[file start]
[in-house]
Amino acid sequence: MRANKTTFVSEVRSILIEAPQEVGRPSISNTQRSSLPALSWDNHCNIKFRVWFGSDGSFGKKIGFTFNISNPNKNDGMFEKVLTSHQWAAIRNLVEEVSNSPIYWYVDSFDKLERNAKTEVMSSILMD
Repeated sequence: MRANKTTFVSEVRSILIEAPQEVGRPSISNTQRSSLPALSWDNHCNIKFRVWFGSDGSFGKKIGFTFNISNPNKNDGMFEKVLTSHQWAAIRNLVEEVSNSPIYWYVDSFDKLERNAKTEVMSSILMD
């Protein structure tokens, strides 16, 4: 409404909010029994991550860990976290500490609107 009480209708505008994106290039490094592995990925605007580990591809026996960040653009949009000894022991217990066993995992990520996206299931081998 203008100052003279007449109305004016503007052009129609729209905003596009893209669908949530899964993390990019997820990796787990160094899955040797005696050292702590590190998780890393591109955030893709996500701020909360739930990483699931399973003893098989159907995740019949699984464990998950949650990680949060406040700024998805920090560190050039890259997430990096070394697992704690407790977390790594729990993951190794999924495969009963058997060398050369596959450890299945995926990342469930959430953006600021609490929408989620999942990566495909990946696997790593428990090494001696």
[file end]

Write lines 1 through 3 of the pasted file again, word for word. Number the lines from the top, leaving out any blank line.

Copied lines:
[in-house]
Amino acid sequence: MRANKTTFVSEVRSILIEAPQEVGRPSISNTQRSSLPALSWDNHCNIKFRVWFGSDGSFGKKIGFTFNISNPNKNDGMFEKVLTSHQWAAIRNLVEEVSNSPIYWYVDSFDKLERNAKTEVMSSILMD
Repeated sequence: MRANKTTFVSEVRSILIEAPQEVGRPSISNTQRSSLPALSWDNHCNIKFRVWFGSDGSFGKKIGFTFNISNPNKNDGMFEKVLTSHQWAAIRNLVEEVSNSPIYWYVDSFDKLERNAKTEVMSSILMD